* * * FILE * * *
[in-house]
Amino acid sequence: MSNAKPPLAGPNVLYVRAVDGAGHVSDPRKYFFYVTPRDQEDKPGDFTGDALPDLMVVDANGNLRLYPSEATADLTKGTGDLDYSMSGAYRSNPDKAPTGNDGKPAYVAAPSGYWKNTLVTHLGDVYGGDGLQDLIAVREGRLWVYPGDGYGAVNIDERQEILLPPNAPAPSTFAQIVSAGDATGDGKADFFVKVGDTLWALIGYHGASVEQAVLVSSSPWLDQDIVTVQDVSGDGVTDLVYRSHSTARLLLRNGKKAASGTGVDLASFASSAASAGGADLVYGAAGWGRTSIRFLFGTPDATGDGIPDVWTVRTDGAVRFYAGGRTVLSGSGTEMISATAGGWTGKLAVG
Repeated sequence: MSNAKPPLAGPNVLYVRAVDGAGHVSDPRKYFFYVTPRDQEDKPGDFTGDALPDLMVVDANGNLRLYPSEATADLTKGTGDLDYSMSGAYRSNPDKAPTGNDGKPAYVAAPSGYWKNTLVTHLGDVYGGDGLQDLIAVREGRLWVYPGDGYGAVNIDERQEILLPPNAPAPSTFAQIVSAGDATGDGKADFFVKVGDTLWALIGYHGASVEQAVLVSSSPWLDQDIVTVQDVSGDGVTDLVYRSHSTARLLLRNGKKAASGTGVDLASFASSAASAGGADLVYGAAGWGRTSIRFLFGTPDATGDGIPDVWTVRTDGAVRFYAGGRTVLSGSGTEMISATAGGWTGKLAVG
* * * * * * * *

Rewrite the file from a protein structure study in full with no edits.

[in-house]
Amino acid sequence: MSNAKPPLAGPNVLYVRAVDGAGHVSDPRKYFFYVTPRDQEDKPGDFTGDALPDLMVVDANGNLRLYPSEATADLTKGTGDLDYSMSGAYRSNPDKAPTGNDGKPAYVAAPSGYWKNTLVTHLGDVYGGDGLQDLIAVREGRLWVYPGDGYGAVNIDERQEILLPPNAPAPSTFAQIVSAGDATGDGKADFFVKVGDTLWALIGYHGASVEQAVLVSSSPWLDQDIVTVQDVSGDGVTDLVYRSHSTARLLLRNGKKAASGTGVDLASFASSAASAGGADLVYGAAGWGRTSIRFLFGTPDATGDGIPDVWTVRTDGAVRFYAGGRTVLSGSGTEMISATAGGWTGKLAVG
Repeated sequence: MSNAKPPLAGPNVLYVRAVDGAGHVSDPRKYFFYVTPRDQEDKPGDFTGDALPDLMVVDANGNLRLYPSEATADLTKGTGDLDYSMSGAYRSNPDKAPTGNDGKPAYVAAPSGYWKNTLVTHLGDVYGGDGLQDLIAVREGRLWVYPGDGYGAVNIDERQEILLPPNAPAPSTFAQIVSAGDATGDGKADFFVKVGDTLWALIGYHGASVEQAVLVSSSPWLDQDIVTVQDVSGDGVTDLVYRSHSTARLLLRNGKKAASGTGVDLASFASSAASAGGADLVYGAAGWGRTSIRFLFGTPDATGDGIPDVWTVRTDGAVRFYAGGRTVLSGSGTEMISATAGGWTGKLAVG